Staff Photo by Jake Daniels/Chattanooga Times Free Press Motorists travel down the center of Dayton Boulevard in a section that has been reduced to two lanes of traffic due to construction.
Driving through Red Bank's busiest thoroughfare can feel like dodging linebackers, but officials believe today's orange-barrel blitz will become tomorrow's urban touchdown.
"Here's your quote of the day: 'Temporary traffic congestion is just a sign of progress,'" Red Bank City Manager Chris Dorsey said.
By March, Dayton Boulevard will have sidewalks lining most of its length, four sets of energy-efficient traffic signals, ornamental lighting and several segments of resurfaced road. It's all thanks to $1.6 million funneled by the federal government -- part of the American Recovery and Reinvestment Act of 2009.
But some Dayton Boulevard business owners aren't happy after watching motorists decide against acrobatic left turns toward their shops in the construction zones.
Daryl Reeves, a worker at Buddy Ratley Signs, spent a recent lunch hour inhaling a cigarette and mourning a once-busy road.
"It's the traffic cameras, mostly ... even the Krystal closed," Reeves said. "But once this construction started, the roads were blocked off and we could tell a big difference [in business]. It may be a good thing in the end, though."
Dorsey said the end result will be good for everyone, including business owners.
"This whole thing will help Dayton Boulevard, make it more pedestrian-friendly," Dorsey said. "People need to be patient."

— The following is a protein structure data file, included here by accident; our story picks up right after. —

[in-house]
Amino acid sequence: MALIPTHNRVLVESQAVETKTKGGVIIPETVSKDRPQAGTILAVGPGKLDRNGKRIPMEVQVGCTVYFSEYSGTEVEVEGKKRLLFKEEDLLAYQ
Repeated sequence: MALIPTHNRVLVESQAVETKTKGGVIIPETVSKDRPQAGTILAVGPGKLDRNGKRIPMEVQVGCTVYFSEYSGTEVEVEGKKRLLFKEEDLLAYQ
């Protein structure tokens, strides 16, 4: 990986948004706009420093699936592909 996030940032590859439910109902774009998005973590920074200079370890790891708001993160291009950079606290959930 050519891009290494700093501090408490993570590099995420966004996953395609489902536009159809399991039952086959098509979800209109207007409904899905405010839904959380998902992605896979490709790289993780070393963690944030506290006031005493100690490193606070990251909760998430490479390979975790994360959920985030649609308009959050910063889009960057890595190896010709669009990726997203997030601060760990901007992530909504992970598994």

Winston Cronin, the head barber of Casual Cuts, supported the resurfacing because he knew a few people who walked the street every day, but he said he routinely repositioned toppled barrels in November so customers had a clear route to a quick trim.
"It really got slow for about a week. On certain days I could have went on home," Cronin said. "I almost went out there myself and moved some barrels. I didn't do it, but I wanted to."
Red Bank spent about $89,000 of its State Street Aid allotment -- funds from Tennessee's gasoline tax -- for preliminary engineering costs on the projects, and "a small amount of taxpayer money" eventually will be used for signs and crosswalks, Dorsey said.
For the next few months, the city's a mess. Normally, Dayton Boulevard is a straight shot either way, but it's been an obstacle course of one-lane challenges since work began in early November.
"Some progress takes time," Dorsey said.
Contractors are finishing a decade-long project -- brightening Dayton Boulevard's north end with 32 green light posts.
"Don't describe it as decorative; it's not just for Christmas," City Manager Chris Dorsey said.
A nearly uninterrupted sidewalk -- some new sections, some "rehabilitated" -- will stretch from Browntown Road to Signal Mountain Road. It is now compliant with the Americans with Disabilities Act.
"I've seen wheelchairs have to go around to the next driveway to get back on a sidewalk," Dorsey said. "Had to make some curb cuts."
Four Dayton Boulevard intersections -- at Browntown Road, Leawood Road, Martin Road and Newberry Road -- will receive energy-efficient bulbs and "mast arms" that will cancel the clutter.
"No more wires," Dorsey said.
Crews are repaving parts of Lupton Drive and one mile of Dayton Boulevard from Memorial Drive to Signal Mountain Road.
Total stimulus funding: $1,616,000